Some 170,000 birds are to be culled on a UK poultry farm after a case of avian influenza (bird flu) was confirmed on the farm.
The Department for Environment, Food and Rural Affairs (DEFRA) in the UK confirmed the case and investigations are ongoing on the Lancashire farm.
A temporary control zone imposed on Friday at the affected farm has now been replaced by a 10km surveillance zone and an inner 3km protection zone, it says.
Restrictions remain in place and the humane culling of all birds at the farm is continuing, DEFRA says.
Public Health England has confirmed that the risk to public health from this strain of bird flu is very low and the Food Standards Agency (FSA) has said there is no food safety risk for consumers.
Chief Veterinary Officer, Nigel Gibbens said that final tests results have confirmed a case of bird flu at a farm in Lancashire.
“Restrictions put in place last week will continue and the humane culling of all birds at the site is progressing. These actions are part of our tried and tested approach to dealing with previous outbreaks.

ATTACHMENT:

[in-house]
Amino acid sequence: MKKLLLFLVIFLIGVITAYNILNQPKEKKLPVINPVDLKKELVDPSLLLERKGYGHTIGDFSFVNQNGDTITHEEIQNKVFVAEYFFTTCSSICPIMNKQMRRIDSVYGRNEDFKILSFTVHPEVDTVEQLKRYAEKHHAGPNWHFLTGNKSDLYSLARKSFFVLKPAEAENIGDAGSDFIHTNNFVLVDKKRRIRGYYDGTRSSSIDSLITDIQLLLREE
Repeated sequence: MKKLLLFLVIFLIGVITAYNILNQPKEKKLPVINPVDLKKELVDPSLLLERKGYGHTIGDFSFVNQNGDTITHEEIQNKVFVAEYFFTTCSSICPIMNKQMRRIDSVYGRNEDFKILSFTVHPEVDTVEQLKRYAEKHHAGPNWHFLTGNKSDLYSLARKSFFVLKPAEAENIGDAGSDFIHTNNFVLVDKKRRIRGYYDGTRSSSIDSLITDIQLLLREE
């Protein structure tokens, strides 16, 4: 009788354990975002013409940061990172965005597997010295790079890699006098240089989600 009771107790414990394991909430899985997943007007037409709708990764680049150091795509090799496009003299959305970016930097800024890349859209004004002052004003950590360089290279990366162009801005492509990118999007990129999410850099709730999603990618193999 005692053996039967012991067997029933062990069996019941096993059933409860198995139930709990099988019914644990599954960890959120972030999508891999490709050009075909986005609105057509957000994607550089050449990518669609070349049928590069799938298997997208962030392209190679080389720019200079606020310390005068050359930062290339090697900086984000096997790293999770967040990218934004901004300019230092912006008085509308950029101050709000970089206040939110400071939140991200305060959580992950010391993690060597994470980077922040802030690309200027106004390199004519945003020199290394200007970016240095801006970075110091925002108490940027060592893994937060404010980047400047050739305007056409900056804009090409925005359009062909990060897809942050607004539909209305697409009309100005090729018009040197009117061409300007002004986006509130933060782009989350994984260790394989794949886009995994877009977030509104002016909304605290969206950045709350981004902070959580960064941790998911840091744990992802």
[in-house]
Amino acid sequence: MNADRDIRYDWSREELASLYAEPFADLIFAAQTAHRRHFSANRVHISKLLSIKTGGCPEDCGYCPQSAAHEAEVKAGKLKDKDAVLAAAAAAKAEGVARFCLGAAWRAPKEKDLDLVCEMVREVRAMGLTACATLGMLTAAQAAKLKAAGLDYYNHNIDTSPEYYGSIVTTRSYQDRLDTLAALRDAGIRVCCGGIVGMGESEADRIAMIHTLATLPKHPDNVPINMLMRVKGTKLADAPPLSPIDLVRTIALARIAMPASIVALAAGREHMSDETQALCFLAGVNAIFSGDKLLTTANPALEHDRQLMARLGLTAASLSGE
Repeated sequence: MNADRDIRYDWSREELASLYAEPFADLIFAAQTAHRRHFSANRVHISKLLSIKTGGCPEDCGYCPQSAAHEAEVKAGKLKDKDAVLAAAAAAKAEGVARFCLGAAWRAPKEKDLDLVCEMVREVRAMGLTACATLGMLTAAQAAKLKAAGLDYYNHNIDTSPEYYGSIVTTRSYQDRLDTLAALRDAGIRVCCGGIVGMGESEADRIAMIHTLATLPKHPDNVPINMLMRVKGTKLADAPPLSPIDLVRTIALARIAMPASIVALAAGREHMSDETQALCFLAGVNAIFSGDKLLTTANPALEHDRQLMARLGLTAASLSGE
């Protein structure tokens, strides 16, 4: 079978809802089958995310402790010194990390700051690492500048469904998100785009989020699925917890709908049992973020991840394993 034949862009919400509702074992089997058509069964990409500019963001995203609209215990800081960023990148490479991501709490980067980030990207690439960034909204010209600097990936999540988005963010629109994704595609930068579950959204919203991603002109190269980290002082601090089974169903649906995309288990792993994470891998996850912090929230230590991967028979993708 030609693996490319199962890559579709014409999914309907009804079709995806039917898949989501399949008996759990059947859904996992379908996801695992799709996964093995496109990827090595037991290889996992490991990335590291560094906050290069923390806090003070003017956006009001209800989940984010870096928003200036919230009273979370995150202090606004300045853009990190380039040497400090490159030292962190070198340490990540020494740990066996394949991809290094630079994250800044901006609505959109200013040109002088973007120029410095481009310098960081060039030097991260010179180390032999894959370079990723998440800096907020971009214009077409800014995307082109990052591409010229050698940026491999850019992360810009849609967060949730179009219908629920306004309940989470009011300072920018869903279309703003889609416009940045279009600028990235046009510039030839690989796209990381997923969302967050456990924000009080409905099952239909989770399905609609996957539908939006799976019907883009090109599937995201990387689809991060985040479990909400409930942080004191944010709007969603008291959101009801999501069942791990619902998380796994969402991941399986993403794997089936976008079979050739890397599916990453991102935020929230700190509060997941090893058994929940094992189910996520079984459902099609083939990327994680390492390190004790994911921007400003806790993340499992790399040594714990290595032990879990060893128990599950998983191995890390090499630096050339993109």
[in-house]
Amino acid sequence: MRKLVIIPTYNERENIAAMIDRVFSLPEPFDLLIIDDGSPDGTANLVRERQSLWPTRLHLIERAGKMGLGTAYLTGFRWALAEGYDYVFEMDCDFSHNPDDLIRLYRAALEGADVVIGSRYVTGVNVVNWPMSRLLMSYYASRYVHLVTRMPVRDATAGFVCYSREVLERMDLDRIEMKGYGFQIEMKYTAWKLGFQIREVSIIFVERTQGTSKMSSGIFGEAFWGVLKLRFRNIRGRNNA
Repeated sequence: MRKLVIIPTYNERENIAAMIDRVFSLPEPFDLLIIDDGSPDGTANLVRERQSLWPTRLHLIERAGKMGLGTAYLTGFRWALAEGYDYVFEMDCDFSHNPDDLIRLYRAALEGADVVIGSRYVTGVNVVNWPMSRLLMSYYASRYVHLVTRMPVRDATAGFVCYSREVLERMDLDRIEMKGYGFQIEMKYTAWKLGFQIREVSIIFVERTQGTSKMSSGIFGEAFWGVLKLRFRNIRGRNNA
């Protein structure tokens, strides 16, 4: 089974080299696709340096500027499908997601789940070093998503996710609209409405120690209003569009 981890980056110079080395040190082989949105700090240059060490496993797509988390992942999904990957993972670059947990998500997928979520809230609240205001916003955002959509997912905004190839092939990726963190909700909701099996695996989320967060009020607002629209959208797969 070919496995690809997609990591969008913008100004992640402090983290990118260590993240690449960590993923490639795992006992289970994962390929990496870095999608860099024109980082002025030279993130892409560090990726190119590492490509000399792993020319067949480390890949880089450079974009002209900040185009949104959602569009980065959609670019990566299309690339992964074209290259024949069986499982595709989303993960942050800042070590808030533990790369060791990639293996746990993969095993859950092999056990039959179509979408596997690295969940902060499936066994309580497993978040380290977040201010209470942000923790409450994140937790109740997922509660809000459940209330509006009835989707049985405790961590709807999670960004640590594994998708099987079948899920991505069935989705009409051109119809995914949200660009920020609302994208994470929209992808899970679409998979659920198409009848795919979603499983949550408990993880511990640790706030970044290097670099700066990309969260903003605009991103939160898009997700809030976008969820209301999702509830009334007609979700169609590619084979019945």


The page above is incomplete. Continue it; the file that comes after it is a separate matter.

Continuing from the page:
“Public Health England has confirmed that the risk to public health from this strain is very low. The Food Standards Agency (FSA) has said there is no food safety risk for consumers,” he said.
Gibbens said that bird keepers should remain alert for any signs of disease, report suspect disease to their nearest APHA office immediately and ensure they are maintaining good biosecurity on their premises.
Last year there were two outbreaks of bird flu in the UK, one in Yorkshire and one in Hampshire which were both contained at the time DEFRA.